Fur Kitchen has some merit, especially in that we don't have another song which sounds like that. It has to be edited down. A lot. Indeed, editing it into the best parts of Love Stomp Pantomime might be prudent. There isn't a lot in Love Stomp Pantomime that is particularly exciting melody-wise, but some of the bass stuff is very cool. So yeah, putting those things together sounds like a good idea to me. The 6/8 section has some moments. But the whole thing could be 10 minutes shorter.

Wednesday, August 19, 2015


Tile sizes in Blender renders are a big deal.
For CPU rendering 16x16
For GPU rendering 256x256

I had to downgrade Windows back to 8.1. Samplitude hated looking for VST folders and Premiere hated the video drivers on my Mac-with-Windows on it.

I think Blender hates the AMD drivers on the powerful Mac and I can't really upgrade because it's a Bootcamp computer. Bleh. It's hard to be me. So at the studio I have to use CPU rendering. That said, it's now vastly faster because I've set the tile size to 16x16.

At home I have a PC with a Quadro 4000 card and we'll see what happens when I set that to 256x256. It'll generate a whole lot of heat, that's for sure.

Friday, August 14, 2015


I went to the Neue Gallerie last weekend. And I gotta say that it's a nice place to see some art. The most famous thing in their permanent collection is that Woman in Gold by Klimt. But they had this awesome Russian/German exhibit of Blaue Reiter and "Donkey's Tail" artists including this dude, Vladimir Georgievich Bekhteev.
The only painting of his at the exhibit (I think) was a painting of bathers, done in 1910. It blew my mind. After seeing it I didn't want to look at any more art. But this thing above, this Venus of Urbino through Olympia, is fantastic. I ain't seen it in real life though.

Shadow Plane

Oh my. Making a "shadow only" plane so that your 3D object casts a shadow on the ground is a pain in the tuchus with Cycles in Blender.
But. It can be done.
Dig this fellow's tutorial. David Fesliyan explains how to do it. It's a bit, er, convoluted. But it makes a clean shadow pass. (Do yourself a favor and make sure "compositing" is left checked in the render panel or you will be as confused as I was for a substantial amount of time earlier today.)
Ignore the unplugged lens distortion.
You have to put the shadow plane on one layer and then do things with nodes. Subtract, "set alpha" and then "alpha over". Make sure that layer receives shadows. Then move your sun(s) around so the shadows match your original image. And make sure that the outputs are in the correct order in "alpha over".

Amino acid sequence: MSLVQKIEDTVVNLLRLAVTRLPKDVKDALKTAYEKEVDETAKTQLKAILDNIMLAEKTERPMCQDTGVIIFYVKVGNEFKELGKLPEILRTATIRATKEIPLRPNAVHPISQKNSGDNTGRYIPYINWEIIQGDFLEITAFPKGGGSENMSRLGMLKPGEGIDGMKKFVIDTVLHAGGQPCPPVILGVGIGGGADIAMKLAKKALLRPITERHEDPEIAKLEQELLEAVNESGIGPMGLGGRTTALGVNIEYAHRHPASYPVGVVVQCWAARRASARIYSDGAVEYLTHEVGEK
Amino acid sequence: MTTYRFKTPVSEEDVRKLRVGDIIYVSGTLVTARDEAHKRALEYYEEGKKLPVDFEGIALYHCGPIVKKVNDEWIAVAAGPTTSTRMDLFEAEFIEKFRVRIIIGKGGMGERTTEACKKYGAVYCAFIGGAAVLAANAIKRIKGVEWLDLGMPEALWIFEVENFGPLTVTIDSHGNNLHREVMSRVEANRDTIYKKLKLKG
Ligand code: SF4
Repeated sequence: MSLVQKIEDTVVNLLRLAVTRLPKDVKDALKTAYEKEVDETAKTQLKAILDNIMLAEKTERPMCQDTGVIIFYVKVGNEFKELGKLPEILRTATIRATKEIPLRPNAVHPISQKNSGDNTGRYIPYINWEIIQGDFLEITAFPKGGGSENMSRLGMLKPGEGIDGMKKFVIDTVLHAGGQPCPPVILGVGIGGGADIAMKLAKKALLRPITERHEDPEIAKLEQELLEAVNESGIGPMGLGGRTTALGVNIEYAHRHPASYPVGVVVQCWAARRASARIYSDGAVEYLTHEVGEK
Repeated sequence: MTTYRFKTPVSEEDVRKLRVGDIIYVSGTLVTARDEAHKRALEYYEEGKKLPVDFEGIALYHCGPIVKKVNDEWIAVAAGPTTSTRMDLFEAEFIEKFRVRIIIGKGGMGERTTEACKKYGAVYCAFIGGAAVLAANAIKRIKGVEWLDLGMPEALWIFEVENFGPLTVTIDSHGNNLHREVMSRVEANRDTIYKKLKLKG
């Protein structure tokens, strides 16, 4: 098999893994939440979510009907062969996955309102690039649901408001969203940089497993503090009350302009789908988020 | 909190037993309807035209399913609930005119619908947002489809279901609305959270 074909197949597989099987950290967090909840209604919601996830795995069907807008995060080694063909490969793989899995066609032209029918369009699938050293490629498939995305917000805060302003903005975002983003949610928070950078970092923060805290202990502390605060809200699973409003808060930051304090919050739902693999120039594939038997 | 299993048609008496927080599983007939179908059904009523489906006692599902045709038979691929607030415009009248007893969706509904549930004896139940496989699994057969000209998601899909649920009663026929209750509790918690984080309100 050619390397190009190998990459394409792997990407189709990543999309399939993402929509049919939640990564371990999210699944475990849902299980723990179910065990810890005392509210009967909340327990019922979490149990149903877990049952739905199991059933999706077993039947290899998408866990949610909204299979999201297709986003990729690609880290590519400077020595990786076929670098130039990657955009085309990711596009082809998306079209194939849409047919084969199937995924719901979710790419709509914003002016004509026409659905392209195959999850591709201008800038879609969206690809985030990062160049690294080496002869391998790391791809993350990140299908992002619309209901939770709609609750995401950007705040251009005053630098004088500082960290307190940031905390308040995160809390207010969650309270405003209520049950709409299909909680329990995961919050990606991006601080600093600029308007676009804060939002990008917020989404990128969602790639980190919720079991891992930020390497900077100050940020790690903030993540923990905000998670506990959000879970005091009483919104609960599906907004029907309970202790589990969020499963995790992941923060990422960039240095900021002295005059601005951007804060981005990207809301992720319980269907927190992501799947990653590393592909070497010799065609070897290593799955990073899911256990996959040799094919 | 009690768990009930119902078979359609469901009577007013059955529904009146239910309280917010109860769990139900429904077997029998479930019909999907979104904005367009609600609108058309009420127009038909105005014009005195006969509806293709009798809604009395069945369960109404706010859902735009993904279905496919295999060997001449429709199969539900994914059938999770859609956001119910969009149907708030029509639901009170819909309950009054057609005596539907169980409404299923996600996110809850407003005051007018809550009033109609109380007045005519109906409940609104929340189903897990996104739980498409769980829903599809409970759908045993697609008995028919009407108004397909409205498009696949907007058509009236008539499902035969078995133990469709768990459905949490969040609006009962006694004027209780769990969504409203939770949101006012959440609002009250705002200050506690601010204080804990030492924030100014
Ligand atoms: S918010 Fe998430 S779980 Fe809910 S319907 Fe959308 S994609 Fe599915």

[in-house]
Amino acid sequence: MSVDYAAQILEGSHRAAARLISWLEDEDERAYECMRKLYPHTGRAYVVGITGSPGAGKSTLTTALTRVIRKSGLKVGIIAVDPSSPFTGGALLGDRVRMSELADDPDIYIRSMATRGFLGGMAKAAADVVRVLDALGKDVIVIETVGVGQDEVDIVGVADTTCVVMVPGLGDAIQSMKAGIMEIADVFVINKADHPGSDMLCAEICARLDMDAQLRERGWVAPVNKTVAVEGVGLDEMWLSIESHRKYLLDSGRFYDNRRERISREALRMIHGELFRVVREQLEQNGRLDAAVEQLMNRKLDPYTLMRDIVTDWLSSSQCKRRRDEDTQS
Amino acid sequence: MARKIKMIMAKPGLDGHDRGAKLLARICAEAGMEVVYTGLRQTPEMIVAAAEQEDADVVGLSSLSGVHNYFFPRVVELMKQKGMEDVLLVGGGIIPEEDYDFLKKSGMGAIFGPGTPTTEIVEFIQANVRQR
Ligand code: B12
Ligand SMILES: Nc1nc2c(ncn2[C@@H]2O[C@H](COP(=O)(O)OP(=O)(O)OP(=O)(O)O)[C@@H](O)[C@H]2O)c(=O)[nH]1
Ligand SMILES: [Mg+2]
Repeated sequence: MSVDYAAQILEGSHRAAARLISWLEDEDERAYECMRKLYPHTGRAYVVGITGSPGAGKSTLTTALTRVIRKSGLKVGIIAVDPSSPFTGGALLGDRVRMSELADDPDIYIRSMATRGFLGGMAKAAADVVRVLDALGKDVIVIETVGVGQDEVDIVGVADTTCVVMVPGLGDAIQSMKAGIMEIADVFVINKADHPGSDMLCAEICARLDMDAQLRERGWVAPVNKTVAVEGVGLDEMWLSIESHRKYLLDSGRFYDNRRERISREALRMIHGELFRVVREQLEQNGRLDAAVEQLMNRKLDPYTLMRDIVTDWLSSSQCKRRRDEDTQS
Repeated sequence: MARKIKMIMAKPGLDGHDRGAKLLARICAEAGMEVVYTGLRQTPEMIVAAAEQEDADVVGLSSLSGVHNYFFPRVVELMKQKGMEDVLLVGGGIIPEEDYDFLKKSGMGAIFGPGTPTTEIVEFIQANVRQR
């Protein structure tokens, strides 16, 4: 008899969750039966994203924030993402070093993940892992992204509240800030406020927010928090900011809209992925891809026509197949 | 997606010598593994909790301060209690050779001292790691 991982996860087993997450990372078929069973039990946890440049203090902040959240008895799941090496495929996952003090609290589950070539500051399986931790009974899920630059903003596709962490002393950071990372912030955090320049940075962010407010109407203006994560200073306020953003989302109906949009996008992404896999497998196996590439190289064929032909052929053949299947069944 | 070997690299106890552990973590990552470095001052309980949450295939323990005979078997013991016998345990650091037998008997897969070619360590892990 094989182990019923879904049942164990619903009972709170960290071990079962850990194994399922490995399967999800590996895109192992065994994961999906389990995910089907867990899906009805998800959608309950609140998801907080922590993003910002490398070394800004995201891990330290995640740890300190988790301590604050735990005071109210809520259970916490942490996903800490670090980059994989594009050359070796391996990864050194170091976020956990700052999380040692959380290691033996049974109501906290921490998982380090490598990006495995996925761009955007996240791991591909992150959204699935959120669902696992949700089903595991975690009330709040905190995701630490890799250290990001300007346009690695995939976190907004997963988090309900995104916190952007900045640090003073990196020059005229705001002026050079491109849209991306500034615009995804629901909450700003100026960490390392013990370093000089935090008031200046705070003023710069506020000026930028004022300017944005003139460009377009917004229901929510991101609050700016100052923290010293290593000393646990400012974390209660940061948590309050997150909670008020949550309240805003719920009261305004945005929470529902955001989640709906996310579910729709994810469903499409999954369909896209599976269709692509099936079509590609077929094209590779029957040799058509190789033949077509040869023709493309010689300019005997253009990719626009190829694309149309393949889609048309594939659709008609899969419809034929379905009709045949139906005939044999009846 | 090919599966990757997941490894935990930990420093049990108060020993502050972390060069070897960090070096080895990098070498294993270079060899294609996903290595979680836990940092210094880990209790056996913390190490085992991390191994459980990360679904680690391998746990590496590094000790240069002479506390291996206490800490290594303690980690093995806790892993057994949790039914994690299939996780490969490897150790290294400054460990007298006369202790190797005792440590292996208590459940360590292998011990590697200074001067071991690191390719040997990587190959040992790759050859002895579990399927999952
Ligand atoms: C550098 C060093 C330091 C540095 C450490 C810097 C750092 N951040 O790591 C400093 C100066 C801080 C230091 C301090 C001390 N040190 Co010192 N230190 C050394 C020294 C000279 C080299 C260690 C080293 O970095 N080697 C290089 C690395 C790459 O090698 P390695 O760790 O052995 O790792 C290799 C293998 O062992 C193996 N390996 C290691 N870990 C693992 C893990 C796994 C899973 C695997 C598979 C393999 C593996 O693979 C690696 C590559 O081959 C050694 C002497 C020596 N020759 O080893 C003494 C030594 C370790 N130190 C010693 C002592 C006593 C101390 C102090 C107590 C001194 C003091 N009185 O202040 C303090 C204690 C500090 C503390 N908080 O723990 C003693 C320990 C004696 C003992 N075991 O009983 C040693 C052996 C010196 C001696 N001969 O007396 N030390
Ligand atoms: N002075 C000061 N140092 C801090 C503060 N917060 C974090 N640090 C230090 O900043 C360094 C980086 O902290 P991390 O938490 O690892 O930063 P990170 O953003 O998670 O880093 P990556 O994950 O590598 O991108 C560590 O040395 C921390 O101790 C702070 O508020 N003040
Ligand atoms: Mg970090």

There seem to be other ways to do shadow planes in Cycles but this method does not involve putting a garbage matte in over the ground plane. And it seems to work.
I say seems. I know not am.
I think at full resolution this render takes about two hours on my fastest machine. But it should make a right pretty composite so I'll let it go for the weekend and see what I've got.

Mixolydian Headphonia

The rule is you ain't supposed to mix on headphones. But from a practical perspective (and the fact I used to do broadcast) I mix on headphones all the time. For me, the horrid sound of most rooms is such that the room-free sound of headphones is vastly better.
I have a Blue Sky 5.1 Mediadesk speaker system. And it do sound very good. But it's not in a terribly acoustically nice room. And I don't want to bother other people and even though I have made it as quiet (and fan-free) as I can it isn't always that quiet here. So I mix on a pair of Sennheiser 600 headphones a great deal.
The Sennheisers are really quite good. And they're comfy for wearing many hours at a time.

Sonarworks makes a headphone calibration tool which patches into your 2-mix buss (or, alternatively you can patch it into a surround mix buss).

Does it work? Well, honestly it doesn't make me make different decisions regarding a mix. But it does make mixing more pleasant. So it essentially is a "better" button.
Honestly, I'm tempted to leave it turned on for when I export mixes. It's probably not a good idea, but you can see the blue line above to see what it does using the Sennheiser 600 preset (it does the inversion of what the blue curve indicates). But it makes the mids a tad more linear and un-tubby's the bass while extending the bass way down.
The software license (without them personally calibrating your actual set of headphones) is $69. Which is fairly decent. It might be worthwhile because listening through their plugin does reduce fatigue. And that's important.
So. Yeah. Worth it.

Thursday, August 13, 2015


These are my notes on the present mix and edit of Crimson Widow of a Ruined God.
  • I think it needs some rhythm guitar or single notes on an organ or electric piano underneath some of the guitar leads in order to thicken it up in a couple of places.